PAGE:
- #1

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I know that viscosity represents the thickness of a fluid, or its ease of flow, but I don't understand why that is represented by these parameters.

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- Thread starter pa5tabear
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- #1

- 175

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I know that viscosity represents the thickness of a fluid, or its ease of flow, but I don't understand why that is represented by these parameters.

- #2

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[tex]\tau = \mu \nabla \vec{v}[/tex]

where the units are, therefore

[tex][\text{Pa}] = [\text{Pa}\cdot\text{s}]\dfrac{[\text{m}/\text{s}]}{[\text{m}]}[/tex]

- #3

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I don't think such can be found. The two distance measurements that dimensionally cancel are both in the velocity gradient, so a more fundamental question is why a velocity gradient should have dimension of 1/time, or frequency. The two distances are perpendicular to each other, which suggests to me the cancellation has no deep meaning.

Similar coincidences arise, e.g. angular momentum and action; note that one is a vector while the other is a scalar. OTOH, angular momentum is quantised, so maybe there is a deep meaning in that case.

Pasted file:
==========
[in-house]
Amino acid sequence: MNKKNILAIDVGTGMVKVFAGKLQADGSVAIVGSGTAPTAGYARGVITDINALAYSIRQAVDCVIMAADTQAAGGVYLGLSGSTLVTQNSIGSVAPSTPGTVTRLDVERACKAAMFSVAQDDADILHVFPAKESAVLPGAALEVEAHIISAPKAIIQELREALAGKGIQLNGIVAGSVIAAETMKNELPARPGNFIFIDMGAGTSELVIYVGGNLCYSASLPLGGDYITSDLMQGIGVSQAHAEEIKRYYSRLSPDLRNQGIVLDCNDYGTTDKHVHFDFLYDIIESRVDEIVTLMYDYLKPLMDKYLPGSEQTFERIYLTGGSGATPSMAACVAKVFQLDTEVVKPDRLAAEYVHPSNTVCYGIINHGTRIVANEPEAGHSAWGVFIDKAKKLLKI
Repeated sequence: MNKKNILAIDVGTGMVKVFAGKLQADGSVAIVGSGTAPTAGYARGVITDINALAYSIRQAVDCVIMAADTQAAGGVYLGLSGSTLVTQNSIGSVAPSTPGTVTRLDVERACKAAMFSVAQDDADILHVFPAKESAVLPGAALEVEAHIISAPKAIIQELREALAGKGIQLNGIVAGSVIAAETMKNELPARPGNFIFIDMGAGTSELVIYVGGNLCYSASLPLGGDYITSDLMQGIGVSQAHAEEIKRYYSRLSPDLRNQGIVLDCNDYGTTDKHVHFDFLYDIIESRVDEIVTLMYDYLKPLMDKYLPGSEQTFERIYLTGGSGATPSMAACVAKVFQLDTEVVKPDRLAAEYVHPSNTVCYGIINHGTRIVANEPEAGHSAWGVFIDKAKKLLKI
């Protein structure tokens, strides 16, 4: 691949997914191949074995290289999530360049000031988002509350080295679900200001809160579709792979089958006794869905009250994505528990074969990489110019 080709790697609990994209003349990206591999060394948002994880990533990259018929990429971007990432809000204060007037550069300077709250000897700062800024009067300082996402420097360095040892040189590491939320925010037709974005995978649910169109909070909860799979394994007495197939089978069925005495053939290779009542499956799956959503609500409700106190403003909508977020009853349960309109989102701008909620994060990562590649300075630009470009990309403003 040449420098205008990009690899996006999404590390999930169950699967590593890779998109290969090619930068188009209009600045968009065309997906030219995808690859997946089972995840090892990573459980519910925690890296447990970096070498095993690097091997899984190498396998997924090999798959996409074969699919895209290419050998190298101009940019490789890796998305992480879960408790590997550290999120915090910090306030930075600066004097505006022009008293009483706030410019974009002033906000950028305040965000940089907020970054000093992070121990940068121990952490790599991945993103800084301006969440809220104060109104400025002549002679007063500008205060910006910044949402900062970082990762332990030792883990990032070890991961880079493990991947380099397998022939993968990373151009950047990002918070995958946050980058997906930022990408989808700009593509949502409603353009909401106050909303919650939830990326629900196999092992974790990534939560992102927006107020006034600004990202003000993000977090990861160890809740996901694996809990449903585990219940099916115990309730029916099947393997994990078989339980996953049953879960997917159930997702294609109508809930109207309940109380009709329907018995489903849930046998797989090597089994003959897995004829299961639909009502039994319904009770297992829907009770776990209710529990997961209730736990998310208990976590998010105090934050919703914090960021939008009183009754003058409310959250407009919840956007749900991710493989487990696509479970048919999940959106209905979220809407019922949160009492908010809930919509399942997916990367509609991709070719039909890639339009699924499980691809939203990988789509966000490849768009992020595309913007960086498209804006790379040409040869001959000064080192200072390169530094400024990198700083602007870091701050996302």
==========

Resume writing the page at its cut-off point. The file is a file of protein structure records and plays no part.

- #4

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I also asked a professor today and he said I should think about it as the relationship between shear stress and shear rate and get the units from that instead of trying to derive a relationship from the units.

- #5

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Then again, I'm saying this because I already know the units.

- #6

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Pascal-seconds is a unit of viscosity. Why?

Be careful- there are two 'flavors' of viscosity, 'kinematic' (typically units of Poise) and 'dynamic' (typically units of Stokes). Viscosity refers to the diffusion of momentum.

Poise has units of M/LT (say, kg/m*s) and is thus equivalent to both pressure*time and momentum/area. Stokes has units of L^2/T, say m^2/s.

- #7

Chestermiller

Mentor

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τ = η (dv/dy)

Shear stress has units of m/(l s

Stress has the same units as pressure.

Shear rate has units of (1/s)

For Newtonian fluids, Newton's law of viscosity in 3D is much more complicated than this (and involves the stress tensor and the rate of deformation tensor), but the general idea and the units are the same.

- #8

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You flipped kinematic and dynamic there, Andy. I figured if just clear that up.

- #9

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You flipped kinematic and dynamic there, Andy. I figured if just clear that up.

Thanks- dyslexic am I.

- #10

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Thanks- dyslexic am I.

Apparently you are as dyslexic as I am a bad typist.

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